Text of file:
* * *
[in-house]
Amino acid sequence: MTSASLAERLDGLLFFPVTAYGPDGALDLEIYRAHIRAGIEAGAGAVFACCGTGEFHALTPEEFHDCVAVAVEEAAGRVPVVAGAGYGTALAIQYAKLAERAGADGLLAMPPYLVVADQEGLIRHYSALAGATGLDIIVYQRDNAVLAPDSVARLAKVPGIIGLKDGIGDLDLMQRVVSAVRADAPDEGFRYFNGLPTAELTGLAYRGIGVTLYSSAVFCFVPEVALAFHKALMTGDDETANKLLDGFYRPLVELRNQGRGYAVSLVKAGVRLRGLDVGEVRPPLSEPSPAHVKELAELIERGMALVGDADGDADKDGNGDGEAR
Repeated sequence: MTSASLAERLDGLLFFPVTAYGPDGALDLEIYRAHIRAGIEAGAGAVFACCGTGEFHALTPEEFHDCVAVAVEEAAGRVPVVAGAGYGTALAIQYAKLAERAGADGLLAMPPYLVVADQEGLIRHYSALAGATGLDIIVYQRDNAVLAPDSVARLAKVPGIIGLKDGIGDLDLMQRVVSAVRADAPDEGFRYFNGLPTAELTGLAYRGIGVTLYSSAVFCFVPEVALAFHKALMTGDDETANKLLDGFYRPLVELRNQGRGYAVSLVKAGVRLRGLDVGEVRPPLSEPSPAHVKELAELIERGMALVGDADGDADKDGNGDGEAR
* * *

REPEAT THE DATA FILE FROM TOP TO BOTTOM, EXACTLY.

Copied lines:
[in-house]
Amino acid sequence: MTSASLAERLDGLLFFPVTAYGPDGALDLEIYRAHIRAGIEAGAGAVFACCGTGEFHALTPEEFHDCVAVAVEEAAGRVPVVAGAGYGTALAIQYAKLAERAGADGLLAMPPYLVVADQEGLIRHYSALAGATGLDIIVYQRDNAVLAPDSVARLAKVPGIIGLKDGIGDLDLMQRVVSAVRADAPDEGFRYFNGLPTAELTGLAYRGIGVTLYSSAVFCFVPEVALAFHKALMTGDDETANKLLDGFYRPLVELRNQGRGYAVSLVKAGVRLRGLDVGEVRPPLSEPSPAHVKELAELIERGMALVGDADGDADKDGNGDGEAR
Repeated sequence: MTSASLAERLDGLLFFPVTAYGPDGALDLEIYRAHIRAGIEAGAGAVFACCGTGEFHALTPEEFHDCVAVAVEEAAGRVPVVAGAGYGTALAIQYAKLAERAGADGLLAMPPYLVVADQEGLIRHYSALAGATGLDIIVYQRDNAVLAPDSVARLAKVPGIIGLKDGIGDLDLMQRVVSAVRADAPDEGFRYFNGLPTAELTGLAYRGIGVTLYSSAVFCFVPEVALAFHKALMTGDDETANKLLDGFYRPLVELRNQGRGYAVSLVKAGVRLRGLDVGEVRPPLSEPSPAHVKELAELIERGMALVGDADGDADKDGNGDGEAR